Controlled payment number

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A controlled payment number, disposable credit card or virtual credit card is an alias for a credit card number, with a limited number of transactions, and an expiration date between two and twelve months from the issue date. This "alias" number is indistinguishable from an ordinary credit card number, and the user's actual credit card number is never revealed to the merchant.

The technology was introduced primarily as an anti-fraud measure, so that a virtual unique credit card number may be generated to settle a specific transaction, on an exact date by an authorized individual. The possibility of a fraud occurring is significantly less than a traditional physical card, which can be lost, stolen or indeed cloned.

The number is generated through the use of either a Web application or a specialized client program, interacting with the card issuer's computer, and is linked to the actual credit card number. While it could usually be set up to allow multiple transactions, it could only be used with a single merchant. Consequently, if it is compromised a fraudulent user can usually not steal money, and the limit reduces how much a fraudulent person can steal.

The term "controlled payment number" is a trademark of Orbiscom.[1] The technology is also called by generic names "substitute credit card number", "one-time use credit card", "disposable credit card" and "virtual credit card number", or "virtual card number" (VCN).



January 2009, MasterCard and Cyota Inc. acquired the controlled payment number system developed by Orbiscom, a Dublin-based payment processing company.[2] In the United States, the system is used by the following credit card issuers: Bank of America "ShopSafe" (inherited when it acquired MBNA) (and now discontinued-see below)[3] and Citibank "Virtual Account Numbers".[4] Examples from other countries are MBnet, which can create a payment number linked to virtually any credit or debit card emitted in Portugal.

Orbiscom's patented payment technologies have been integrated with MasterCard's global processing platform, "inControl".[5]

In 2013 Royal Bank of Scotland MasterCard customers became eligible for MasterCard's "enhanced Central Travel Service" (eCTS), which uses VCN technology. This service is intended to provide companies currently paying for travel through multiple accounts with a centralised travel payments system.[6]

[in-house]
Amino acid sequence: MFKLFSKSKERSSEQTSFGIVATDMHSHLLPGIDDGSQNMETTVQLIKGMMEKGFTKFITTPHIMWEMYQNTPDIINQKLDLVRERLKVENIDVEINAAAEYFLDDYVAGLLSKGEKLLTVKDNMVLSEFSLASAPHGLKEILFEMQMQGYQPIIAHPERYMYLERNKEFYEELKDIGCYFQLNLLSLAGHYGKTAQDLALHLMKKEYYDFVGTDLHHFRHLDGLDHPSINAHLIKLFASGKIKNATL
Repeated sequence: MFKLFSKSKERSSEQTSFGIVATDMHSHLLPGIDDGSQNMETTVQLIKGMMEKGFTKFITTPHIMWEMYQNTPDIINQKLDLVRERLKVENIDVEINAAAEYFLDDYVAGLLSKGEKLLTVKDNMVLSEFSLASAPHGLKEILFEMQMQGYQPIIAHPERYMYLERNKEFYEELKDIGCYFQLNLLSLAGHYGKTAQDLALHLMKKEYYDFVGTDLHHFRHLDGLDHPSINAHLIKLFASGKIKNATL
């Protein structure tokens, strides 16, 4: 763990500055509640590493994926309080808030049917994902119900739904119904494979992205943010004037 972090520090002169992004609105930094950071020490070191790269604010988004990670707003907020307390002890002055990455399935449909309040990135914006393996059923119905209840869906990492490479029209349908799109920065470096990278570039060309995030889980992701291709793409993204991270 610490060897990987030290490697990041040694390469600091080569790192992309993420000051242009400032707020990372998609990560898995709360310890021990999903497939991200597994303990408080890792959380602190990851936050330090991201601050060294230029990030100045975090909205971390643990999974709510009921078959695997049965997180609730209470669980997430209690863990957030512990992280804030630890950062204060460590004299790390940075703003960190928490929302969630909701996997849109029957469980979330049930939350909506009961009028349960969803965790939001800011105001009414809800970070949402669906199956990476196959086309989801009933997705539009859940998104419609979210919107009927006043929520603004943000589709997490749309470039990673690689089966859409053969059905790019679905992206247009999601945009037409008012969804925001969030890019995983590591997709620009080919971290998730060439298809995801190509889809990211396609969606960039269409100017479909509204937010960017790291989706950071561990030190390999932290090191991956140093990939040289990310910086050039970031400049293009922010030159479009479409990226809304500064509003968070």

In 2015 Etisalat Egypt, National bank of Egypt NBE and MasterCard launched Virtual Card Numbers via Flous service. The service works on any mobile phone. Every time a VCN is requested, a new one will be generated, and the user notified by SMS.

Discontinued programs[edit]

On February 7, 2014, the US Discover Card discontinued its Secure Online Account Numbers service, saying that Discover no longer had access to the underlying technology. All existing Secure Online Account Numbers expired on March 16, 2014.[7]

In the UK, Ivobank offered a similar "virtual card" until it went bankrupt in 2009, and Cahoot withdrew their Webcard in October 2009.

American Express's "Private Payments" was available from late 2000 to 2004.

PayPal discontinued their virtual credit card service on September 22, 2010.[8]

UK-based Neteller offered Net+, a "virtual debit card" with card details generated uniquely for each transaction, from 2008 to 2012; it was discontinued on 29 February 2012, citing lack of use by customers.

Bank of America discontinued ShopSafe on September 5, 2019.

Virtual credit card[edit]

A virtual credit card (VCC) is a virtual credit card number (VCN) typically used for online purchases, and often for single-use transactions. Virtual credit card numbers are not associated with a physical card, and consequently cannot be used for in-person transactions. Unlike the numbers generated by online credit card number generators, funds must be deposited into an account associated with the VCN prior to usage.

VCNs can be acquired from online VCN providers, banks, and some partners of Visa and MasterCard. Online VCN providers often assess service charges to pay banks, credit card companies, and/or credit networks for the costs of obtaining and servicing VCNs.

A virtual credit card includes three parts: [9]

  • Credit card number

Like standard Visa and MasterCard credit cards, the credit card number consists of sixteen digits.


A card security code (CSC) (also termed card verification code (CVC) and card verification value (CVV/CVV2)) is also associated with the virtual credit card; as in standard credit cards, a CVV is used in virtual credit cards to establish card ownership by the buyer and to authorize transactions.

  • Date of expiration

Virtual credit cards often expire much sooner than physically issued credit cards, e.g., 60 days. As security is a primary reason for VCC usage, rapid turnover of VCNs prevents funds from being compromised for long periods of time.


  1. ^ "Controlled Payment Numbers". Orbiscom. 2005. Archived from the original on 2005-02-04.
  2. ^ "MasterCard Worldwide Acquires Orbiscom to Accelerate Development of Innovative Payment Solution". Orbiscom. Archived from the original on 2009-08-09. Retrieved 2009-10-20.
  3. ^ "ShopSafe". bankofamerica. Archived from the original on 12 November 2019.
  4. ^ "Virtual Account Numbers". citi. Retrieved 2022-12-20.
  5. ^ "Commercial Products". Mastercard. Retrieved 2014-10-01.
  6. ^ MasterCard Central Travel Solution brochure
  7. ^ "Discover to Discontinue Secure Online Account Numbers Again".
  8. ^ "Paypal Plugin will no longer be available".[permanent dead link]
  9. ^ "Virtual Credit Card Buying Guide". Micro Labors. 2016-02-16. Archived from the original on 2016-03-09.